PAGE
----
Once in the distant past, one of the women, our ancestors, took up a sharp bone and used it to pierce the hole in the skin – thus the sewing story began…
In 1814, the Austrian tailor Josef Maderspager invented a needle with an eye at the point, patented it, and decided to go further: create the complete sewing machine. Having received financial support from his government, the Austrian tailor worked on the development of his machine until 1839 but he couldn’t create anything worthwhile. Perhaps the tailor didn’t have the technical wit, perhaps technical knowledge, and perhaps – simple luck. But the fact remains that state money was wasted.
Needle with an eye at the base, used in the sewing machine was invented by an Austrian tailor Josef Madersbager
History of Sewing Machine – The beginning
The design of the first sewing machine was proposed in the 15th century by Leonardo da Vinci but it remained unclaimed. Already in the XVIII century, the German inventor managed to obtain a patent for the machine that simulated the sewing of fabrics manually. Then the Englishman invented the machine with a manual drive to sew boots. At the same time, the workpiece for boots had to be moved by hand while sewing. The French went further and invented the chain-weaving machine from one thread.
Inventor Bartolomi Timonyo not only created the world’s first working sewing machine but even opened in 1831 a small garment factory near Paris. Eighty-mounted machines Timonyo began to sew a uniform for French soldiers.
The enterprise turned out to be successful. Workers sewing on a typewriter coped with orders several times faster than workers from neighboring factories sewing with a needle in the old manner. Orders fell down on Timonyo as from a cornucopia. But the factory was not destined to consolidate the success. Tailors who worked nearby and sewed by hand felt threatened and crushed the factory. Timonyo tried several times to start all over again but the setbacks pursued him and, in the end, he surrendered and died in poverty, leaving no descendants even with drawings of his offspring.
The inventor of the sewing machine with the hook was the American, Ellias Howe. Created by him in 1845, the machine was also not ideal but still fit for sewing more than all the machines before it. The material, pinned on the hairpins of the transporter, moved vertically in it, and the needle moved horizontally. The shuttle made the movement like a loom.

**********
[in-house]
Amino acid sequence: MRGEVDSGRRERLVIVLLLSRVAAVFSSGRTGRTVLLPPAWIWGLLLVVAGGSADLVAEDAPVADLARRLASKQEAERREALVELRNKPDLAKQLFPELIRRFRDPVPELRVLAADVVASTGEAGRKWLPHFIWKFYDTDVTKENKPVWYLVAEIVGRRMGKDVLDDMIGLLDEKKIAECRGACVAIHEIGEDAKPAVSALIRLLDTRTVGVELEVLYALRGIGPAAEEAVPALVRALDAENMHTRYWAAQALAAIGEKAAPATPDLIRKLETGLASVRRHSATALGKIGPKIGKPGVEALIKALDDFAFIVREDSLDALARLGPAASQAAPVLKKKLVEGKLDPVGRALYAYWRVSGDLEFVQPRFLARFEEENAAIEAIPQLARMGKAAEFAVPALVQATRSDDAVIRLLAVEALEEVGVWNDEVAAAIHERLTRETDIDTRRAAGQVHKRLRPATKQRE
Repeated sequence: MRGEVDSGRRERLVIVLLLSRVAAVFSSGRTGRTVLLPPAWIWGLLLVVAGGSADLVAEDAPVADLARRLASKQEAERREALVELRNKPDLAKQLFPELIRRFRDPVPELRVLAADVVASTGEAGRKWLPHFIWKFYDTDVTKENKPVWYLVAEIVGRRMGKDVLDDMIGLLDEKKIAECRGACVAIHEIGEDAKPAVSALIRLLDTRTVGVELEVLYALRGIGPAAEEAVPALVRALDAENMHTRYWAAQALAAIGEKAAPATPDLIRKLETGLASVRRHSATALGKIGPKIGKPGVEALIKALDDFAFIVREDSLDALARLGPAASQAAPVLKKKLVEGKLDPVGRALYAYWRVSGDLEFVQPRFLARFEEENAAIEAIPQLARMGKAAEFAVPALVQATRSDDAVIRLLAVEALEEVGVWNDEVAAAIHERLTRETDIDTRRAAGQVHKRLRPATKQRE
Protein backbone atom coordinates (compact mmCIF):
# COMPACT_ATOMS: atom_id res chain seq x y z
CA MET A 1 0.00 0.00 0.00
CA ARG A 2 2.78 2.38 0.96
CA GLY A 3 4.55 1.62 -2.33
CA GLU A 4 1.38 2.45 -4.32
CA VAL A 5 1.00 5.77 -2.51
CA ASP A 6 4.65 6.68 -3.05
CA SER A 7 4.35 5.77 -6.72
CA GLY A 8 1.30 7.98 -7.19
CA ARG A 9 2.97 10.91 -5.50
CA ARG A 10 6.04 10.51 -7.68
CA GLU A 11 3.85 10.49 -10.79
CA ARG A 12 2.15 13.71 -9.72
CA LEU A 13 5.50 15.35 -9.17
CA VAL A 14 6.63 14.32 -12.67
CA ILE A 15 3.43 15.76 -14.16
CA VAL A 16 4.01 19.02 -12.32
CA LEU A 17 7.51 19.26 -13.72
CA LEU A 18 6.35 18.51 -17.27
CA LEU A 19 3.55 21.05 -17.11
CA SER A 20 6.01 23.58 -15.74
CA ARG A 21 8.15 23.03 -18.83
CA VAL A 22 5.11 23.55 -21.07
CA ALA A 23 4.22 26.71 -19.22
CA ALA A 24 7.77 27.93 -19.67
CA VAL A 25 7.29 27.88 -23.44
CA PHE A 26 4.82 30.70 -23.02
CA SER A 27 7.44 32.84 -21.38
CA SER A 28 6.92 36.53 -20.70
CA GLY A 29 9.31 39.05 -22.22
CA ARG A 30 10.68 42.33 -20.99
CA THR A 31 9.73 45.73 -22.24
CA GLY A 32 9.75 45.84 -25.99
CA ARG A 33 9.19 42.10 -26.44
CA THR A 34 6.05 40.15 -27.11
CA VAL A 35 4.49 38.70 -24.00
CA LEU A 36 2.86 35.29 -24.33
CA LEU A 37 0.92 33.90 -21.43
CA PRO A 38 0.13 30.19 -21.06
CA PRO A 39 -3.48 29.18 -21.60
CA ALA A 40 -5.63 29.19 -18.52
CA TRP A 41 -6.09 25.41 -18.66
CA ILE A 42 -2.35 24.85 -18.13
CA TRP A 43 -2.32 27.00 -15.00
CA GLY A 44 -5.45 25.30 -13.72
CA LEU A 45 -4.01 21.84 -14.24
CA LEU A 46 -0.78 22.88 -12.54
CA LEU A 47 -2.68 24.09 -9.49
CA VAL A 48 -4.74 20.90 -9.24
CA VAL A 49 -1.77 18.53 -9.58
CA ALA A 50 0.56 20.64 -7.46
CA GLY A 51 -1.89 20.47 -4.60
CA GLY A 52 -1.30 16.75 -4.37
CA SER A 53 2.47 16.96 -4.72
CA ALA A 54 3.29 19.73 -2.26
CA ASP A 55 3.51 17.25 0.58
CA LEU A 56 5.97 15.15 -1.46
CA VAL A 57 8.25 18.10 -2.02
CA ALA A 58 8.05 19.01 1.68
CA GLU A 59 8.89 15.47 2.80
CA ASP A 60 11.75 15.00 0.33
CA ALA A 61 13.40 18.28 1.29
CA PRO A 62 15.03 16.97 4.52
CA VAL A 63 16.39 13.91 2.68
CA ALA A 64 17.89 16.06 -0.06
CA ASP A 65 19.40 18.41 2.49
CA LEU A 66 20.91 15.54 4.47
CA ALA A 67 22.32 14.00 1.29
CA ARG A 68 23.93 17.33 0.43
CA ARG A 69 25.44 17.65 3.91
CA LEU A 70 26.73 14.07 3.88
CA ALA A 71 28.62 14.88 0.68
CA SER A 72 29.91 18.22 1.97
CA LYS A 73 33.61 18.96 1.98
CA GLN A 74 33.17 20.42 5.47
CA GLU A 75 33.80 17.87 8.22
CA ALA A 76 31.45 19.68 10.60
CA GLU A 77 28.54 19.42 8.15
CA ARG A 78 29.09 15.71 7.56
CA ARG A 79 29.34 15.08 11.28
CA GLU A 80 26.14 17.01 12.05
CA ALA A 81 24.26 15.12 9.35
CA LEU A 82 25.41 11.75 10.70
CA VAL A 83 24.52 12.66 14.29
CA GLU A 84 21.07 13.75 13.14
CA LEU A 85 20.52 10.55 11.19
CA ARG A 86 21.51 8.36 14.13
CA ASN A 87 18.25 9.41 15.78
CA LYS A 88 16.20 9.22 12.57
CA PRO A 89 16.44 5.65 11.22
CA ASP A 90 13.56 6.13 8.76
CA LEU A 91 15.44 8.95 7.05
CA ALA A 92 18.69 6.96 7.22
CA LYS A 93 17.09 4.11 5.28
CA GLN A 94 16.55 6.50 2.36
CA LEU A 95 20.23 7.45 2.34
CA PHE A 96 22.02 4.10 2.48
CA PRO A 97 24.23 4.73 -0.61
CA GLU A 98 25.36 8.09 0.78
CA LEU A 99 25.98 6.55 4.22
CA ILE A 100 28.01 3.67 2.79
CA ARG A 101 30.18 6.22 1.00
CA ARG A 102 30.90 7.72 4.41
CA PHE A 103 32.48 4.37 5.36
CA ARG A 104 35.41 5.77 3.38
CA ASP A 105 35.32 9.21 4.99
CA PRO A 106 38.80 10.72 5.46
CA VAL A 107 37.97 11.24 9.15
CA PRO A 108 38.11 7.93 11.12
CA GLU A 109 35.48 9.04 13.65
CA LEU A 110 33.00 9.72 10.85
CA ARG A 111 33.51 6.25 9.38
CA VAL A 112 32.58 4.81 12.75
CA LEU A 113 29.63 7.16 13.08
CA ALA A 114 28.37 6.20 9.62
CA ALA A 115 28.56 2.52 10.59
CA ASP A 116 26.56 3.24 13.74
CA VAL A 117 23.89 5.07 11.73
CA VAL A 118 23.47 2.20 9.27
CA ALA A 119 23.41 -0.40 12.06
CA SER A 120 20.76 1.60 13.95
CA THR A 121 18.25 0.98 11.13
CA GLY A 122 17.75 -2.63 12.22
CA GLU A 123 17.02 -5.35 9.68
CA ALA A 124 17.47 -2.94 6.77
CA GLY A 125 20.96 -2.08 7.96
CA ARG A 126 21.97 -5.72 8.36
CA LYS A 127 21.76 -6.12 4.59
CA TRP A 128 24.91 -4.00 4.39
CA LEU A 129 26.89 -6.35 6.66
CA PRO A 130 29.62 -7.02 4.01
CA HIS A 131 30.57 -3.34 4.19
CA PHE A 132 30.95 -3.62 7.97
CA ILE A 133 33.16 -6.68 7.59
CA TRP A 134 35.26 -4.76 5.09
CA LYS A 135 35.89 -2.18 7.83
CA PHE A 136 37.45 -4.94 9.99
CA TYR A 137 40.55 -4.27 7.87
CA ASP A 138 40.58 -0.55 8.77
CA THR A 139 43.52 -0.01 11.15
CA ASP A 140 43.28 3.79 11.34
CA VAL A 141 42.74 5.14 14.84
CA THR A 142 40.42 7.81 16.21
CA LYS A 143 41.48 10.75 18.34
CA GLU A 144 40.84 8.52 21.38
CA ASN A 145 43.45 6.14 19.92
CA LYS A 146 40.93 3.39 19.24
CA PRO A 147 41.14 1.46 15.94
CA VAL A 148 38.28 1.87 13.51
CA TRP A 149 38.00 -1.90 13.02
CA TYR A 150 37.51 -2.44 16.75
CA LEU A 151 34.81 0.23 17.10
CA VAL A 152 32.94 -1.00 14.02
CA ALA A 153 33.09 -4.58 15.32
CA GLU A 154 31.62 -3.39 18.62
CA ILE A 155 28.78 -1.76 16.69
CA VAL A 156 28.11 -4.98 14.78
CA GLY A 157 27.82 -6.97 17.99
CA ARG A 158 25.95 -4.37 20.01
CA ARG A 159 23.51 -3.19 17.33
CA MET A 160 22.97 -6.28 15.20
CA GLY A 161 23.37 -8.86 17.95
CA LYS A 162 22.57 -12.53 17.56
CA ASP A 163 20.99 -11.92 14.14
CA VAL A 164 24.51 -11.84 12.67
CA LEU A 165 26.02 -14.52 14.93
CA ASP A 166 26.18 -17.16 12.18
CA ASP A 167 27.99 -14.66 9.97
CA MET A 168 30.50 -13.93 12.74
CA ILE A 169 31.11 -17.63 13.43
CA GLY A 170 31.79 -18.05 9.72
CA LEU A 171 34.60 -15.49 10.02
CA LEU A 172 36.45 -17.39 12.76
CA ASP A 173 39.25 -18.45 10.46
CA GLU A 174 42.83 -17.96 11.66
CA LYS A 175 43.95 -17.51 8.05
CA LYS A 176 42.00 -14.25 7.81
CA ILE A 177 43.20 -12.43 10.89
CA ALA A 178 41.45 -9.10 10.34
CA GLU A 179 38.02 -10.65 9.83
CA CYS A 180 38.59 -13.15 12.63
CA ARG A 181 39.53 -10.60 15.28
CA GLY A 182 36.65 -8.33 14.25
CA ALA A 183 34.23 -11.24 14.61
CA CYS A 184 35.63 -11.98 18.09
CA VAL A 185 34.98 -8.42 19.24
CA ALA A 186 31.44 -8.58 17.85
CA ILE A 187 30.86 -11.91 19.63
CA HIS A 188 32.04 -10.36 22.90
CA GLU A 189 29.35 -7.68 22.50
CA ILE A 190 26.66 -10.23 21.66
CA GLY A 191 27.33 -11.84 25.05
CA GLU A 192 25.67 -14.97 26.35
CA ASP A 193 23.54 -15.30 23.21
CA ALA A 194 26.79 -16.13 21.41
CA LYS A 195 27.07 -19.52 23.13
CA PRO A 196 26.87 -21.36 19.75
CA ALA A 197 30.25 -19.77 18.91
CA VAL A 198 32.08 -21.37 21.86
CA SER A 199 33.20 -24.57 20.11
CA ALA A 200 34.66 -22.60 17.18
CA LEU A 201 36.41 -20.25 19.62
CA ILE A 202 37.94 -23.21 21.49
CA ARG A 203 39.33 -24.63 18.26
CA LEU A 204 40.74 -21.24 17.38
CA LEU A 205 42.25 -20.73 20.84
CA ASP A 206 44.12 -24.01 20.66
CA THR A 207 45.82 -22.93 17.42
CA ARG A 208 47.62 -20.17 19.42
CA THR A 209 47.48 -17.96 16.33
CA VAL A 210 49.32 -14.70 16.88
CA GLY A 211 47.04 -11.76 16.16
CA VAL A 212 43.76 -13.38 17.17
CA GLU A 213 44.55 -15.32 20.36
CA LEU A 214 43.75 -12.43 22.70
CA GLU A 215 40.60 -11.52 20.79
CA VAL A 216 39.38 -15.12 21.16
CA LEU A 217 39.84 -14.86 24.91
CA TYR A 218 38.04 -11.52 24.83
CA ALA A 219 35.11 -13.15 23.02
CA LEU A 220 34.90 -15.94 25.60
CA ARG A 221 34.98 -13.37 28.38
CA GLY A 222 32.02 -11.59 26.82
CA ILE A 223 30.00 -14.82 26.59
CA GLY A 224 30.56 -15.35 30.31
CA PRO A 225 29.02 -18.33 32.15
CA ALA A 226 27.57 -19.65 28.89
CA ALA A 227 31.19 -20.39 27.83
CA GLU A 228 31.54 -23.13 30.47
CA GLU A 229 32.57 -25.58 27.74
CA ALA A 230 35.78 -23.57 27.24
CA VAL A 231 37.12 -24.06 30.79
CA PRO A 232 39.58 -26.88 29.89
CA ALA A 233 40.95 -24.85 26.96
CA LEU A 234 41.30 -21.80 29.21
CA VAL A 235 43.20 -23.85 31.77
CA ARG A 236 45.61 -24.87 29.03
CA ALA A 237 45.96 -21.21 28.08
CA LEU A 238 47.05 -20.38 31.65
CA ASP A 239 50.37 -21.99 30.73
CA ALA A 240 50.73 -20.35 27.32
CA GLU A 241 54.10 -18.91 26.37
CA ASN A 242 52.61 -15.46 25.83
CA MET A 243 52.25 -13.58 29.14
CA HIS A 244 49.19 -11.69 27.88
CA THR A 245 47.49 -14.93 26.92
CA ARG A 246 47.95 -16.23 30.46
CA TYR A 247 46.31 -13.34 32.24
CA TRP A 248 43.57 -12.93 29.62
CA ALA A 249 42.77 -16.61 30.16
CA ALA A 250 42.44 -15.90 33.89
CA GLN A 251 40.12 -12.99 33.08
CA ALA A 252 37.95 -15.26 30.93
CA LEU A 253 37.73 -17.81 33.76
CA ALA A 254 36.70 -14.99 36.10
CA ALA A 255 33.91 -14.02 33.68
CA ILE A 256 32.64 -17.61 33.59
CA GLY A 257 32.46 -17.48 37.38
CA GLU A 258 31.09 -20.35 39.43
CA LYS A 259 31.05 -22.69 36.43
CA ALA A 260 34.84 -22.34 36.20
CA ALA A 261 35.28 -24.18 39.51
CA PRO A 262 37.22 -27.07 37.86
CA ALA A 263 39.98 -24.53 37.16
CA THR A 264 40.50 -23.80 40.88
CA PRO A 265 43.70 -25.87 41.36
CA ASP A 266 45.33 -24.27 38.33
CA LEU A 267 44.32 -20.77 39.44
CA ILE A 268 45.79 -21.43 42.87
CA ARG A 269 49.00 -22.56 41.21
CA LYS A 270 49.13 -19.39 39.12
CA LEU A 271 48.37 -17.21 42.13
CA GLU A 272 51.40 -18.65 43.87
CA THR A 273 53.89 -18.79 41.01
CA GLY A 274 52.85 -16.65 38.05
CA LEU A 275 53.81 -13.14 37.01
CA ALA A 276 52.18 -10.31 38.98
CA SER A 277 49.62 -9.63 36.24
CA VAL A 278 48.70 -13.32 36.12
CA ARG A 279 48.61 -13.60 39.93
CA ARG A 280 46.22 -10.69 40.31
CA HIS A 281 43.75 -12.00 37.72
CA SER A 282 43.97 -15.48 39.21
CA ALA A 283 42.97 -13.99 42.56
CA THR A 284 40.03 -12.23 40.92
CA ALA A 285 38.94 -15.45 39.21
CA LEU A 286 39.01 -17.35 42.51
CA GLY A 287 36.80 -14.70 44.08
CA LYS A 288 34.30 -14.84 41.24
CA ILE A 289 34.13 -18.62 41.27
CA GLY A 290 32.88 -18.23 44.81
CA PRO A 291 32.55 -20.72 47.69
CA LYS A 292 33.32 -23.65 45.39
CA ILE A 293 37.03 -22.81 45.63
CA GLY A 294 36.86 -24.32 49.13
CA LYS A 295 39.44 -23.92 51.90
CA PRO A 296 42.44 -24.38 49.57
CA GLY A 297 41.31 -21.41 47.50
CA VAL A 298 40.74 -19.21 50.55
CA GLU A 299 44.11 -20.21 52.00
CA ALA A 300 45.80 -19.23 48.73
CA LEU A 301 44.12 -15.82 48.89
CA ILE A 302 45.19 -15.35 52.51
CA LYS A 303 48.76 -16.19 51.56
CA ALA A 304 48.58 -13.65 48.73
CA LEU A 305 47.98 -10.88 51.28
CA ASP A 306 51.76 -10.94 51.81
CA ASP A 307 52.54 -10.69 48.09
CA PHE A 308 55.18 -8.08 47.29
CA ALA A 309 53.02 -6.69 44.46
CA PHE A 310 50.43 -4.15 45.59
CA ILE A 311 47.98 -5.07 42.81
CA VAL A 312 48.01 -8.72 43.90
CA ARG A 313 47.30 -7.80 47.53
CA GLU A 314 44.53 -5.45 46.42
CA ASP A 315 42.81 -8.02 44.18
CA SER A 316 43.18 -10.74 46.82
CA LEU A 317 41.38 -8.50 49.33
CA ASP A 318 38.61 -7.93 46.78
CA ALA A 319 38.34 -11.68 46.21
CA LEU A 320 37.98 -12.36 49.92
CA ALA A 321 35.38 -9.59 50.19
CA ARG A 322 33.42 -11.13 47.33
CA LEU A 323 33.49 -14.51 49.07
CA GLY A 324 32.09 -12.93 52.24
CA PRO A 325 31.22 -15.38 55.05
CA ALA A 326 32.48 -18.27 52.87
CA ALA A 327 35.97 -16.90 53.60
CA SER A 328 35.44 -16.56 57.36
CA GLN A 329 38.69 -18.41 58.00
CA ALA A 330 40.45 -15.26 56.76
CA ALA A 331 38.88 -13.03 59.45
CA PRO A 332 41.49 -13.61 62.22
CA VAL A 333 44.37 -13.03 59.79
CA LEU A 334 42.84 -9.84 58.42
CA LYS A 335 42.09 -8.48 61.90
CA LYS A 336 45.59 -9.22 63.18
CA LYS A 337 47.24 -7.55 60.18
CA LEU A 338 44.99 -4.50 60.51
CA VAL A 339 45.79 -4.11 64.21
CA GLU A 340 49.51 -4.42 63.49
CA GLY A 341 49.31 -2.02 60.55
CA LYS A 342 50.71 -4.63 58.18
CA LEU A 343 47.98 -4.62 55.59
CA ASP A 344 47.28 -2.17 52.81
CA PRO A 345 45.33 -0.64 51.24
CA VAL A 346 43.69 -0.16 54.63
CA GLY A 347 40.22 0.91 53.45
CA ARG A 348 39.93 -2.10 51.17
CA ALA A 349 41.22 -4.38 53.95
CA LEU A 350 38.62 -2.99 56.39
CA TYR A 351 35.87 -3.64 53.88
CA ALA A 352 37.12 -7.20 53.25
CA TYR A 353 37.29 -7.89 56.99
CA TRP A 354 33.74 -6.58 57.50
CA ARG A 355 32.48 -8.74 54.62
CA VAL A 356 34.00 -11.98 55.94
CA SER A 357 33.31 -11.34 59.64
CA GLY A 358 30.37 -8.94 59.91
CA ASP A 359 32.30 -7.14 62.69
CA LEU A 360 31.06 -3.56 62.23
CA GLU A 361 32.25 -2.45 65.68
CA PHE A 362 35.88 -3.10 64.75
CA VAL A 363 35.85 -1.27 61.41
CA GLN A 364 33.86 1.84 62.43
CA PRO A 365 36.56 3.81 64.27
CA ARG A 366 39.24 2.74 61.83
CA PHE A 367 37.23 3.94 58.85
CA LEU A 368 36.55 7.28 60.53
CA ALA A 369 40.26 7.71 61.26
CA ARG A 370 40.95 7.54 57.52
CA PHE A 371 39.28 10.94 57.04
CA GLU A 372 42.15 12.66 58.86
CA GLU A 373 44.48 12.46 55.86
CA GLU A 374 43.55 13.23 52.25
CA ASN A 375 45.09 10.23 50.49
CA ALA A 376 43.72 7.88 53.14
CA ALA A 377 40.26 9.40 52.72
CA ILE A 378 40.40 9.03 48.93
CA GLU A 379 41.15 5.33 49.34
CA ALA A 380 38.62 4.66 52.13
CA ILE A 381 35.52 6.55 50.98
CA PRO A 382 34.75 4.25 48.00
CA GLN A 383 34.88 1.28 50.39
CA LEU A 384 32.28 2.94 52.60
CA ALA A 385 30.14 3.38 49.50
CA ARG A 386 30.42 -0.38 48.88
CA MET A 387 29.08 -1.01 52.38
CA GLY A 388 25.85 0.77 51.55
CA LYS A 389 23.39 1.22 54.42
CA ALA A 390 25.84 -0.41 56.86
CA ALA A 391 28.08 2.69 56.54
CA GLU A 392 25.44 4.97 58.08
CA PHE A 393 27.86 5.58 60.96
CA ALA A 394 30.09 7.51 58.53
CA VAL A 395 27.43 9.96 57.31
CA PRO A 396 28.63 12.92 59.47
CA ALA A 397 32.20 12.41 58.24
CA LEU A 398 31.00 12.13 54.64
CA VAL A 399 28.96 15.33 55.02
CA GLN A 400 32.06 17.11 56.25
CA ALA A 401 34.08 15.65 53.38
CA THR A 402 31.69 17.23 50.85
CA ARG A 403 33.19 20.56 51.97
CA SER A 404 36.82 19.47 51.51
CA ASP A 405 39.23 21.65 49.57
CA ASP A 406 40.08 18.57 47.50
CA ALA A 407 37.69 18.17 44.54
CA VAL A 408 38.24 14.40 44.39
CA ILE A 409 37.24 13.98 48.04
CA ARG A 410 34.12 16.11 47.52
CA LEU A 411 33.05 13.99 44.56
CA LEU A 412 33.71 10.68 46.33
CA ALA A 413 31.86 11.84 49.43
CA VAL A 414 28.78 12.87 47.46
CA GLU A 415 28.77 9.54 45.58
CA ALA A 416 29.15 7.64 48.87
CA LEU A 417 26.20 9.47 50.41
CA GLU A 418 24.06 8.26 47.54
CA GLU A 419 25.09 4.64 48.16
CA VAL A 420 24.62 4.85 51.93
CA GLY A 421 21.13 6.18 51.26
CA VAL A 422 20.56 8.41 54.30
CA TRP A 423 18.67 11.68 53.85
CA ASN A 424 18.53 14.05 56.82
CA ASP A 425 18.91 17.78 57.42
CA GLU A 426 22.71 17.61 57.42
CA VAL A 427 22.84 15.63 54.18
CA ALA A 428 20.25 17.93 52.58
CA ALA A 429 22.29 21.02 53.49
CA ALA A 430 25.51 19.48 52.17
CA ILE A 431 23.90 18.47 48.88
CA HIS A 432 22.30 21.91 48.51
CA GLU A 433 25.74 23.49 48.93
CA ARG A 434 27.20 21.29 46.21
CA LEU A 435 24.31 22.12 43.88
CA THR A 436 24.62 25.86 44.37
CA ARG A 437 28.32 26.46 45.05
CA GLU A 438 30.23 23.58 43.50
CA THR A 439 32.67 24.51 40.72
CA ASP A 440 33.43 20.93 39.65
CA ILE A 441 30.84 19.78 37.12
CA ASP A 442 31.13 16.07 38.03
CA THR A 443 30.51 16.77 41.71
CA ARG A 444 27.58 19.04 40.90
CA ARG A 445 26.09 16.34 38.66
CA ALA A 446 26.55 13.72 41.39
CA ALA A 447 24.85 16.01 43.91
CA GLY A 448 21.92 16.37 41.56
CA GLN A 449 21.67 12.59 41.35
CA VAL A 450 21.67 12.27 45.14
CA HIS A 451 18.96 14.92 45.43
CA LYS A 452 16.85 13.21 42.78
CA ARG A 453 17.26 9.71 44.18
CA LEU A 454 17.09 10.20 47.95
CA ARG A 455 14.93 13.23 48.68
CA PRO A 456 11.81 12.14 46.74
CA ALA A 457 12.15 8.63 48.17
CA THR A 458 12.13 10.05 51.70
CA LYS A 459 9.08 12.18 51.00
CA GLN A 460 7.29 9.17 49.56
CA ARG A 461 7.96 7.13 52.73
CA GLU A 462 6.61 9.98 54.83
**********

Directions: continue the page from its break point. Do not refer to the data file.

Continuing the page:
Elias Howe. This American mechanic was the first to create a machine that made a double stitch at a speed of up to 300 stitches per minute
Scientific American magazine immediately noted the machine as “extraordinary.” But apart from the “Scientific American” journalists, Howe’s invention surprised few people. Tailors sewing with the help of new items turned out to be a wonder, they preferred to do it manually, and they didn’t hurry to buy a sewing machine.
For three years, the inventor unsuccessfully tried to draw public attention to himself and his “offspring” in America. Then he decided to try his luck in England. But in Britain, a novelty was waiting for failure. Virtually ruined, Elias Howe was forced to return to America, where he suddenly discovered that his invention was successfully sold. However, the author of the popular sewing machine is not he but the other inventor.
One of the first sewing machines.
Improvement of the sewing machine was undertaken by other inventors. In the machines of Wilson and Singer, which appeared in the 1950s, the needle moved vertically. The fabric was placed horizontally and was pressed with a foot, and it was moved by means of a gear wheel. These machines were equipped with a foot drive, which freed the hands of seamstresses. The sewing machine was almost perfect, allowing you to make a long seam.
So, September 12, 1851, Singer received a patent, which later brought him millions. He took wealthy lawyer Edward Clarke a companion, and together they organize “I. M. Singer & Company. ” Although the price of a sewing machine was great at that time ($ 100), the business of the new firm immediately went up the hill, thanks to the ingenious intelligence and ingenuity of its owners. Invented by Singer and Clarke network marketing and sales system “in installments” contributed to an unprecedented increase in sales.
But in 1854 the company received a summons to the court. Elias Howe, seeing that the “Singer” design uses the principles of work patented by him, wanted to get his share of the company’s revenues. A successful company had to defend itself. Speaking at the trial of one of the directors of the firm, and part-time lawyer Edward Clarke, was fiery: “Of course, Singer is not as talented as Howe but was the invention of the latter in demand? He could not bring this design to mind but Singer could. It was he who connected a lot of private findings into a single whole! ”